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I have to admit I have been very much drawn to want to comment on the healthcare/government shutdown this week but steeled myself against jumping in as little more than one more noisy voice in the din and clatter of 2 seemingly armed camps trying to commit politicide. Nasty business but a very public reminder of our fallen nature and how the draw of the promise of power can cloud good thinking in the area of politics perhaps more visibly than other areas of life. So, I thought I would pick up on Jonathan’s theme of last week, A Moral Majority No More before he moves on next week on being a prophetic minority. Of course, Jonathan used Russell Moore’s speech, A Prophetic Minority: Kingdom, Culture, and Mission in a New Era as a launching pad. The Moral Majority tried to speak to and reshape cultural thinking on social issues and although it seemed to slow the tide of our national turn to paganism it didn’t stop it.

I had my semi-annual visit with my doctor this week and although we began to touch on the issue of Obamacare and the goings on in Washington, DC, we fairly quickly turned to a different question. The role of the pastor in an increasingly pagan culture. It seems odd I know but there really is a connection and it is something that is very near and dear to my heart. I have written on this in the Journal as well as on the blog in the past, one of the articles that comes to mind is An Indistinct Sound . In short, my conversation with my doctor revolved around the mission of the church vs. the ministry of the church and how many well-meaning churches have sacrificed the ministry of the church and replaced it with the mission of the church. This happened in a subtle but important way.

Some came to believe that the call of the church is to figure out ways to get unbelievers inside the church walls in order to sneak up on them with the gospel. Every week became more-or-less, an evangelistic meeting. Oddly, it was rare that unbelievers were present with the gospel invitation being given and the same folks were there week after week, the believers. Under what I would suggest is a misguided idea, a new model was created to bring unbelievers into the church doors. Like a multi-level marketing scheme the pastor became the primary marketer and pitch man and the congregation became the recruiters to hear about the user friendly benefits of the product called, Jesus. On the one hand churches were trying to speak to culture on social issues (the Moral Majority) while other churches were trying to figure out ways to get the culture to come into the church to be evangelized. I do realize some will be irritated or even angry at this picture and I do not mean to say that either of the above are heretical or wrong but I would suggest that they are misguided.

As I explained it to my doc, the ministry of the church is different than the mission of the church. The ministry of the church is to equip, train, encourage, challenge and disciple believers. It is the time when believers gather to worship God together, be refreshed after living in a difficult world. Make sure they are fed physically and spiritually and ready to enter into the mission field. Ah, yes, that is the other part. The mission of the church. The mission of the church is to carry the gospel outside the walls of the local gathering place to where non-believers are living, working, shopping and carrying on their lives. There are 2 passages that bear on this and I think demonstrate the concept. In talking about tongues vs. prophesy the apostle Paul assumes unbelievers are not normally in the church. In other words, the design is not primarily to attract non-believers. Without going through the entire text and being side tracked into the debate over tongues, something be mentions in 1 Corinthians 14:23 and 24 in passing has my attention here. In 14:23 he writes:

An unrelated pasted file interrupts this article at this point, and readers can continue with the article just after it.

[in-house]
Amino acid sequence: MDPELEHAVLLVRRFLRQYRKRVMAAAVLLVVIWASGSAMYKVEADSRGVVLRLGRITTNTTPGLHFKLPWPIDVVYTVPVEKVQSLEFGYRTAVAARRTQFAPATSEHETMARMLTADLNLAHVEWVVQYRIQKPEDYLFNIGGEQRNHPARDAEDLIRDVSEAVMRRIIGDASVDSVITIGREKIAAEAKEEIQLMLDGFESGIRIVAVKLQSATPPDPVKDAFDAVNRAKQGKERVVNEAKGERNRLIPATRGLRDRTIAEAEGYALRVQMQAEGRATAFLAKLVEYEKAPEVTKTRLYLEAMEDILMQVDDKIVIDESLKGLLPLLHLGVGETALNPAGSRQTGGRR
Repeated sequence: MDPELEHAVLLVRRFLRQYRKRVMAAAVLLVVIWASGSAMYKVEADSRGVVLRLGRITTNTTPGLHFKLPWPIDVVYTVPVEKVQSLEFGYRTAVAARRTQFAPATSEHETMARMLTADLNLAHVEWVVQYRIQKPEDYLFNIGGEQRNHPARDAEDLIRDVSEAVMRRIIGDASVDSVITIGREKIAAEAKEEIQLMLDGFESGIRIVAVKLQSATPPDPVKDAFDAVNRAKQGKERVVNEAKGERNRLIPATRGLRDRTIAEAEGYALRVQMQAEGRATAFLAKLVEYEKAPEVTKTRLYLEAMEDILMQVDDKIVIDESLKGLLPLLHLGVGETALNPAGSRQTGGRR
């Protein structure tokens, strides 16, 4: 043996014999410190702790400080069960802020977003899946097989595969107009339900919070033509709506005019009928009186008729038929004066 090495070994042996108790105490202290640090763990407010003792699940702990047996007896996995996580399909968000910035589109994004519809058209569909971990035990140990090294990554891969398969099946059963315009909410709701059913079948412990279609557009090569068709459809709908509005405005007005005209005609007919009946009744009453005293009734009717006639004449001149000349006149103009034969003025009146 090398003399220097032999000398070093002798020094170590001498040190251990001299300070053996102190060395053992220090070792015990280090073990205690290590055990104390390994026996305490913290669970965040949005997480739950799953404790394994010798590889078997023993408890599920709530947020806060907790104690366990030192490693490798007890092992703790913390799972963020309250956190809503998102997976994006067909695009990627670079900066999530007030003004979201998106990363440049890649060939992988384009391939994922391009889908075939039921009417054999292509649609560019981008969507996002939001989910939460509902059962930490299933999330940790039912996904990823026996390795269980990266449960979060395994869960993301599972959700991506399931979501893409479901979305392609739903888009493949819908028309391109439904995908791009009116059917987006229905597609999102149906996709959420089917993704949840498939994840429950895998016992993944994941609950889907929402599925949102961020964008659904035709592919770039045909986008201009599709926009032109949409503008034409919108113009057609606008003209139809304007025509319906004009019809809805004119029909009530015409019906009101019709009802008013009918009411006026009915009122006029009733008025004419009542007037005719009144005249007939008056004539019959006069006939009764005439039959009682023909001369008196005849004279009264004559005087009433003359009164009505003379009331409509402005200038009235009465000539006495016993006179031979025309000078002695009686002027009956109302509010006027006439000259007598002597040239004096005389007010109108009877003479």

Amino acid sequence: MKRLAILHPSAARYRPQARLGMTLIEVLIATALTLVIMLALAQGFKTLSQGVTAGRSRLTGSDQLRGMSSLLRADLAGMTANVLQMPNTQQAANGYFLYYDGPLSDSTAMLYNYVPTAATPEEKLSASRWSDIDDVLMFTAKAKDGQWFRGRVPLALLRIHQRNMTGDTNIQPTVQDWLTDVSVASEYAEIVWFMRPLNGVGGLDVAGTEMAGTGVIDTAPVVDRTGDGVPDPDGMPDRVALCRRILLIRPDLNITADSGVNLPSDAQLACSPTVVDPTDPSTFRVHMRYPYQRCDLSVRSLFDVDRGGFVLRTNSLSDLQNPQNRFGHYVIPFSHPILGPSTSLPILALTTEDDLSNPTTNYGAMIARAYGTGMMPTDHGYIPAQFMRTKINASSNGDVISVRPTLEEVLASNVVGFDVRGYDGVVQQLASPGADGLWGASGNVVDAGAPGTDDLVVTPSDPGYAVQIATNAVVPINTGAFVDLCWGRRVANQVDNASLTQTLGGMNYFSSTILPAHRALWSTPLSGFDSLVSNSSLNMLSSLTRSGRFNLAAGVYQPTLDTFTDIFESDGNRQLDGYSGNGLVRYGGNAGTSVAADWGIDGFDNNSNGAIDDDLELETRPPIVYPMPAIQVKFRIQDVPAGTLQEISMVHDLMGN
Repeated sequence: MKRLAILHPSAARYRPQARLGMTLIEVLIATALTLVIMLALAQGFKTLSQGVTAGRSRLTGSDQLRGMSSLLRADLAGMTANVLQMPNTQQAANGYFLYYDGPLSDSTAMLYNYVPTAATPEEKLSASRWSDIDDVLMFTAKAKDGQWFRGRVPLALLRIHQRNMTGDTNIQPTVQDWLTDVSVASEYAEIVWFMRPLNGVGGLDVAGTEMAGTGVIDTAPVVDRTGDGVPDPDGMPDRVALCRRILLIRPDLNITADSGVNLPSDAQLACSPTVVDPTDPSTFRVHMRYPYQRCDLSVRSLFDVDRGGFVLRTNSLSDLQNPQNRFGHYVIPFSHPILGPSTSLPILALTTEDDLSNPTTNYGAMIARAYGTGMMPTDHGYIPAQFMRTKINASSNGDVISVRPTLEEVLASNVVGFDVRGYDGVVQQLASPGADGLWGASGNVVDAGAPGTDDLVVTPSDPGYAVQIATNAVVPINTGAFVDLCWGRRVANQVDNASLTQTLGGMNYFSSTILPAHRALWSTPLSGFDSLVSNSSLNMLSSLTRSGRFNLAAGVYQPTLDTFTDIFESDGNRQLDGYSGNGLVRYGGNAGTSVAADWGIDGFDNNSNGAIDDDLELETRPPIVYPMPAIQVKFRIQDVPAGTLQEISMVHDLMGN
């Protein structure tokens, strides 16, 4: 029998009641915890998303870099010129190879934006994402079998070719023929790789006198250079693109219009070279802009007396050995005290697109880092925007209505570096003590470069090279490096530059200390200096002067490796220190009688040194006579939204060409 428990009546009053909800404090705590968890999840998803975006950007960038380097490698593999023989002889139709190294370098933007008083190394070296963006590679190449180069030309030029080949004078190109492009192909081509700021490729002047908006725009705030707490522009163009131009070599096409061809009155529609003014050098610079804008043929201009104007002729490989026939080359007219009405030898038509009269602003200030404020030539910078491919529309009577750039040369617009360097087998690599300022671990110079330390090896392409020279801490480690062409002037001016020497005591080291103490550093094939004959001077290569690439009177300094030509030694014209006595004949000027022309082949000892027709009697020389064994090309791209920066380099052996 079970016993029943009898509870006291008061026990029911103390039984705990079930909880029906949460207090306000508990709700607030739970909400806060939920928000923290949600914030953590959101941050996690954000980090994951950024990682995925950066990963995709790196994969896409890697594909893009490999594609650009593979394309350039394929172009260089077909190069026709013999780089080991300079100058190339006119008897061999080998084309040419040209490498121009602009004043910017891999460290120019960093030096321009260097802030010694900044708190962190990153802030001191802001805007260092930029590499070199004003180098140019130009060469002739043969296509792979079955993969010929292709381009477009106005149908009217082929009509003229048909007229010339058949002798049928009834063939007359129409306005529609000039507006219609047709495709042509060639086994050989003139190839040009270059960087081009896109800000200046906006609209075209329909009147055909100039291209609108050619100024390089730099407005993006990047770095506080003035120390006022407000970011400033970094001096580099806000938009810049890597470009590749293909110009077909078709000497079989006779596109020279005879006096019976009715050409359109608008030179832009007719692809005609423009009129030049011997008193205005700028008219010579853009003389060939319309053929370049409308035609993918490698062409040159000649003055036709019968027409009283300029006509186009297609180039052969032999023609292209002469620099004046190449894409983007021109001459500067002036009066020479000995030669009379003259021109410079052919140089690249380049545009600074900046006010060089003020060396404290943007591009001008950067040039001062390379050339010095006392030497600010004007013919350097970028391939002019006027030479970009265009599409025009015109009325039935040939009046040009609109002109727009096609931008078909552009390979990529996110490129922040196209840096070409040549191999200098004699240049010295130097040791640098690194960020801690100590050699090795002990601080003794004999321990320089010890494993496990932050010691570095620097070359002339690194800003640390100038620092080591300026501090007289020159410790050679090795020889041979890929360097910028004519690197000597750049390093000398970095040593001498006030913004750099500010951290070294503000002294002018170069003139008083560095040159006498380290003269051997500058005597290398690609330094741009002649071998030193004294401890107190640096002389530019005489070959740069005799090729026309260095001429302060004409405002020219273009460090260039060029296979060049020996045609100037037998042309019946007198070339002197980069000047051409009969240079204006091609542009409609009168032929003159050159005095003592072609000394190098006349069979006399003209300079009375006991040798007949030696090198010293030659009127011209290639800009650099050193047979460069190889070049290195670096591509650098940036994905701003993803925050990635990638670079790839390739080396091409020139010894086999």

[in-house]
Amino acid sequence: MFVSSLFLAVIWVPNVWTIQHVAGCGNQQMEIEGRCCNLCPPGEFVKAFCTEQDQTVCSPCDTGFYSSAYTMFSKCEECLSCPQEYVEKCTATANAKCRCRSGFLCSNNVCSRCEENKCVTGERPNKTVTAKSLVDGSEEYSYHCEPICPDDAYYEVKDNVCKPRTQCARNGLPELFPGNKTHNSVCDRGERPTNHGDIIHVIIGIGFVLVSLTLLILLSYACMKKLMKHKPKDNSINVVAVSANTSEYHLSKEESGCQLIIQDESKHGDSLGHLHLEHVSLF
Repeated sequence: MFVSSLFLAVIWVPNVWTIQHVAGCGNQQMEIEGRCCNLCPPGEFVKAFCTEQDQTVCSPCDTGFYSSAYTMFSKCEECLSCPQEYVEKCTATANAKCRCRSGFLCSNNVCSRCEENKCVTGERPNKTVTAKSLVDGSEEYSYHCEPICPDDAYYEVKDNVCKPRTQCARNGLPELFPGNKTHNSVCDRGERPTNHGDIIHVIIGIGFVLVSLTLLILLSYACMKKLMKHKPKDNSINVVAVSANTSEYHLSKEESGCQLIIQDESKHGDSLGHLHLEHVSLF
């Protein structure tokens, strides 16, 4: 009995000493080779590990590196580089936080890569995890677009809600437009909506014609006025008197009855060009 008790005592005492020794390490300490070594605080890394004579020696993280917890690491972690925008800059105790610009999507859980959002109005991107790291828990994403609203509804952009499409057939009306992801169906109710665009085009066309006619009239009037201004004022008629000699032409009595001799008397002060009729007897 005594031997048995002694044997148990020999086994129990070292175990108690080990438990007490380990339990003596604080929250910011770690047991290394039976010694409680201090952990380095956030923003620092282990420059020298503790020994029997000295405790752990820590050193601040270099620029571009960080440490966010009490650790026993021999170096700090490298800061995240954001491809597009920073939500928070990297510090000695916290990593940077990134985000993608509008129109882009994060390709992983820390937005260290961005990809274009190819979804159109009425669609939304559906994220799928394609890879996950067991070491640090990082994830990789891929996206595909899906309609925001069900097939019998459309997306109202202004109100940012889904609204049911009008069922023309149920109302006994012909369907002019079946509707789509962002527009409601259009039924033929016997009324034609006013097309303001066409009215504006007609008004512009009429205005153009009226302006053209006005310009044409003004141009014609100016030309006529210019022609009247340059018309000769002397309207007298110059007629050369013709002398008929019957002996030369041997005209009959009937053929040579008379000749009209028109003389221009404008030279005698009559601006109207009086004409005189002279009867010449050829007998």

Therefore if the whole church assembles together and all speak in tongues, and ungifted men or unbelievers enter

He then follows up in verse 24:

But if all prophesy, and an unbeliever or an [l]ungifted man enters,

“If an unbeliever enters” assumes they are not normally there. Sure, if they come they should be welcome but it is, after all, a gathering of the family. This is where the ministry of the church is to take place. Sadly, the ministry of the church has for all intents and purposes in many churches, been abandoned and the mission of the church has replaced it. Instead of having trained believers who can articulate their faith, speak in an informed and challenging way to social issues as well as be prepared to help feed the hungry and address other needs. The result has been a sorely weakened church with little influence in culture and is in retreat in many ways.

The pastor today needs to recognize that they are pastoring a missionary movement in a strange and foreign society. Yes, we generally speak the same language and live next door to the mission field, shop at the same stores and even had kids on the same sports leagues in school. But, the thinking and worldview of society today is markedly different than it was 40 years ago when I became a Christian. If we are to become the “prophetic” minority (speaking to culture) the pastor will need to fill their role as missionary pastor or the congregation will have nothing “prophetic” to say.

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